The Invention of America's Most Dangerous Idea

Roundup
tags: racism, housing, redlining, housing discrimination, wealth gap, real estate

Conservatives in America have, in recent months, used the idea of freedom to argue against wearing masks, oppose vaccine mandates, and justify storming the Capitol. They routinely refer to themselves as “freedom-loving Americans.” Freedom, as a cause, today belongs almost entirely to the right.

This was not always the case. In the early 1960s, civil-rights activists invoked freedom as the purpose of their struggle. Martin Luther King Jr. used the word equality once at the March on Washington, but he used the word freedom 20 times.

The conservative use of the idea of absolute freedom, of freedom as your personal property, to shift American politics to the right came shortly after King’s speech, and indeed was a direct reaction to his argument that one’s own freedom depended on everyone else’s. This wasn’t an organic response. Rather, conservative activists and business leaders designed an opposite idea of American freedom to protect their own interests. That effort can be seen in the role played by one of the most overlooked yet powerful forces in 20th-century America: the nation’s realtors.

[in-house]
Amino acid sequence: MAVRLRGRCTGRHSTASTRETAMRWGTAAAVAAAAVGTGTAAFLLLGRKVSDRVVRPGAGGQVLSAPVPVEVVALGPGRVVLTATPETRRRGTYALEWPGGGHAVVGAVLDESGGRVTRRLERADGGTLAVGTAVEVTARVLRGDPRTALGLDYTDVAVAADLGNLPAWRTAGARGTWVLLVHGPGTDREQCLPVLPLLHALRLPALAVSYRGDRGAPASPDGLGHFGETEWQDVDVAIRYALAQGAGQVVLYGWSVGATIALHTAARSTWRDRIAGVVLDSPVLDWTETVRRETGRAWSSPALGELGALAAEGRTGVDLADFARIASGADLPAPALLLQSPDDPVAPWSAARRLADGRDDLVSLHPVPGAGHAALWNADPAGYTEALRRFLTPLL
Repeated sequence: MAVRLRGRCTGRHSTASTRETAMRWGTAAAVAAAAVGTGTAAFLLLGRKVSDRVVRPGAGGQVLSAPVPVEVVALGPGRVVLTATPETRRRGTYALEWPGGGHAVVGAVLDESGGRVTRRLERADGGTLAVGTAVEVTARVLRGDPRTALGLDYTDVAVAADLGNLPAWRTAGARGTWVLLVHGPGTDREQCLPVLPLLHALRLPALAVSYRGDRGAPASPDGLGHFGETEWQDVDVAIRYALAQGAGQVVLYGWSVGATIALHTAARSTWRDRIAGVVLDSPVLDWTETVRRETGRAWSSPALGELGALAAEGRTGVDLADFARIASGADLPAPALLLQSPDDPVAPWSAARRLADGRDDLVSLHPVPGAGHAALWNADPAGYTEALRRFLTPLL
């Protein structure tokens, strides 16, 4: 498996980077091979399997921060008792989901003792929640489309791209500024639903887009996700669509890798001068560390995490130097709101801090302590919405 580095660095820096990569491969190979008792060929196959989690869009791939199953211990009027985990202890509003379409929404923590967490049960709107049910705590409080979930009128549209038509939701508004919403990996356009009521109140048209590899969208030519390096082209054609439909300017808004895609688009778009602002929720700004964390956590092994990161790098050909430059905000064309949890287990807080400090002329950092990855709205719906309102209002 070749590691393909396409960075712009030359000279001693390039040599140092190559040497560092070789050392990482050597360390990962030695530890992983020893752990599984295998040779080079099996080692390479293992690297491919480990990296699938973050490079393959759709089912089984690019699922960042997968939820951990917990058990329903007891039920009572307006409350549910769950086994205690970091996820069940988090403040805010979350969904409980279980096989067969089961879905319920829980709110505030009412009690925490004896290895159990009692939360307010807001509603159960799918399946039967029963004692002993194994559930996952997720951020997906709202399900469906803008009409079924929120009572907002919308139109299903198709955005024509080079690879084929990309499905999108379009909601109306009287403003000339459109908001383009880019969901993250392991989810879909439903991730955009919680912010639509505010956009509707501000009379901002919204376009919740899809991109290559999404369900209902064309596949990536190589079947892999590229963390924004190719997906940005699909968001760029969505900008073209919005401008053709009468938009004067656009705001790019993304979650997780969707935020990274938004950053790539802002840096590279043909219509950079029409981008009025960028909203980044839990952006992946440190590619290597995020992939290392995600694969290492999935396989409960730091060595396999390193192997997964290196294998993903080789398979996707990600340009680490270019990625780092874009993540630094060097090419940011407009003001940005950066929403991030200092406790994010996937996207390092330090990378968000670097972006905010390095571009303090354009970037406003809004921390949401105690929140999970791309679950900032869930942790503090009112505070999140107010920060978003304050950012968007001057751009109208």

In 1963, California, with half of the country’s realtors, passed a fair-housing law to limit housing discrimination. Realtors decided to fight back. They asked voters to approve a state constitutional amendment, Proposition 14, prohibiting the state and any municipality from ever limiting residential discrimination in any way.

Realtors had big incentives for maintaining segregation. Having invented it in the early 1900s as a marketing tool for selling homes, they had made segregation central to their business practices. They created racial covenants to exclude members of minority groups from new developments, existing neighborhoods, and entire cities and shaped federal redlining maps, all premised on the idea that anyone selling to minority families was destroying the future of all the neighbors. Any broker who did so was therefore destroying his future business. Despite the Supreme Court outlawing court enforcement of racial covenants in 1948, realtors used racial steering—such as lying to minority prospective buyers that a home had just been sold and controlling newspaper real-estate listings—so effectively that by the early ’60s, Black Americans were excluded from 98 percent of new homes and 95 percent of neighborhoods.

Read entire article at The Atlantic